Burgeo: it is on the backs of communities like this that in my opinion, Newfoundland is carried. It was the sweat and tears of these fragile communities that fed the coffers in St. John's for many years while inhabitants tried to etch out a subsistence lifestyle on the shores of a sometimes unforgiving and rugged coastline. Much can be said about these places and the people that live here. Situated on the southwest coast of Newfoundland about a 12 hour drive from St. John's, Burgeo is hidden from the mainstream of traffic flow. That may be good in some ways as you may be more apt to preserve your culture and way of life there but when times are a changing and as fishing stocks of all species dwindles being so isolated may not be that helpful at all. After all, when the fish is gone what will be left? Burgeo is serviced by a ferry that still chugs up and down the coastline and everywhere you go there are backyards and buttercups. I love buttercups they are so colorful and contrast so nicely with the green of the grass in these areas.
Backyards well they're another story.
The backyards of coastal Newfoundlanders tell many of the stories of their way oflife. When you come out the back door in Burgeo you are greeted by spectacular island and land vistas that can take your breath away in the right light.
Sheds, walkways, and piles of wood are familiar sights. As are the mounds of rock that are as ornamental to me as the flowers and herbs in the garden.
Motorboats and slipways tell a tale of fish trade and transportation that existed for hundreds of years.
Staging and wharfs providing mooring spots and holding places for outer sheds, lobster pots and fishing gear. All easily accessible at the backdoor to the Atlantic Ocean.
This land of rock and some of the oldest in the world, so wind swept and coated in fog one would think it difficult to grow anything here but grow Newfoundland does and continuing to thrive does Burgeo.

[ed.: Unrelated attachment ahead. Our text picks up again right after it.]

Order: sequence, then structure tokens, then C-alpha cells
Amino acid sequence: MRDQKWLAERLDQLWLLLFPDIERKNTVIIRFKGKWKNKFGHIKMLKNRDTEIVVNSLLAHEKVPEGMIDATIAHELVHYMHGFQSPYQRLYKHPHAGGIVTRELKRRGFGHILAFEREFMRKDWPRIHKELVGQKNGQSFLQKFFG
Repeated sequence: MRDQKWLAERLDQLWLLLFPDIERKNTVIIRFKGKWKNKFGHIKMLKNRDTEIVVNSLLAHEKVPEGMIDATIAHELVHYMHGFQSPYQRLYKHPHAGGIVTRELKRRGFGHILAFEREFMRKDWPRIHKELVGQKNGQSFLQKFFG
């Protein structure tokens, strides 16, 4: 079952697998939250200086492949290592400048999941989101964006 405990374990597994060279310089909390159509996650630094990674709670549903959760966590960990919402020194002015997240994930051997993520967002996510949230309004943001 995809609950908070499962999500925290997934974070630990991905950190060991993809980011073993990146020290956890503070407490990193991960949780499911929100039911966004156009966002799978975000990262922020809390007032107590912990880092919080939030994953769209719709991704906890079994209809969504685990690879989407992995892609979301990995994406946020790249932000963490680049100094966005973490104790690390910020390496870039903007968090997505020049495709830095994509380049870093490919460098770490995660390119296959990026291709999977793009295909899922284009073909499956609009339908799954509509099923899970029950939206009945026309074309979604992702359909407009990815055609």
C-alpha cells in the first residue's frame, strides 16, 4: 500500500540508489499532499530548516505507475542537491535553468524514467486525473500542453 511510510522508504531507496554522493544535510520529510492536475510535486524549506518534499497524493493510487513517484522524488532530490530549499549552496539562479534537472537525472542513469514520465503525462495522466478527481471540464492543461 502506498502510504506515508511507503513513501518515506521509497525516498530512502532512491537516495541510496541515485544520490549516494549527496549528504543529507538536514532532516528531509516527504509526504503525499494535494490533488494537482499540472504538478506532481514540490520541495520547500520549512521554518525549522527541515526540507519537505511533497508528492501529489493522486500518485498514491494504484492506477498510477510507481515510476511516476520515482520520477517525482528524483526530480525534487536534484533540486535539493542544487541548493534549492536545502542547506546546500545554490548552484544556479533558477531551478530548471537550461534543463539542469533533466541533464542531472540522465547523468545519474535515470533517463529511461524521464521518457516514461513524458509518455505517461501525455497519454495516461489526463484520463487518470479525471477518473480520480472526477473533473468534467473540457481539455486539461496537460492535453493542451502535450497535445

Stretching far and near these fishing bays and communities are ripe with culture, charm and livelihoods that continue to thrive. Fishing is still a way of life here but others seek unique ways to tap into the economy of the area. So yup, backyards do mean something in Newfoundland, they are the gateways to livelihoods, the theatres of life and beauty and the bonds that hold each other close knowing there are few fences, and help when needed is just a few steps away.
This backyard was to prove to be the start of our adventure as Tony, Ralph and I came together for trip a kayaking trip along the south west coast of Newfoundland. We would visit with Burgeo then press on by ferry to Grand Bruit and Rose Blanche with our kayaks and gear then paddle back to this beautiful dock and Backyard at the Burgeo Haven Bed & Breakfast owned by Dorim and Martine. What a spot that caters to kayakers and the like. So nice to be able to load and unload easily, watch sunrises ans sunsets, wash off gear and seek shelter when you wanted to get out of the inclement weather but not really out. So as we became familiar with Burgeo we were anxious to continue our journey but like all journeys there has to be a beginning and so we have begun!
Part of any journey is having food. Nothing like a seafood platter and fish and chips to stalk up the stores of energy needed for the long haul. Joy's restaurant up the road can provide most anything by the looks of the menu. The battered cod was delicious. Tony and Ralph enjoying a bit of coastal cuisine.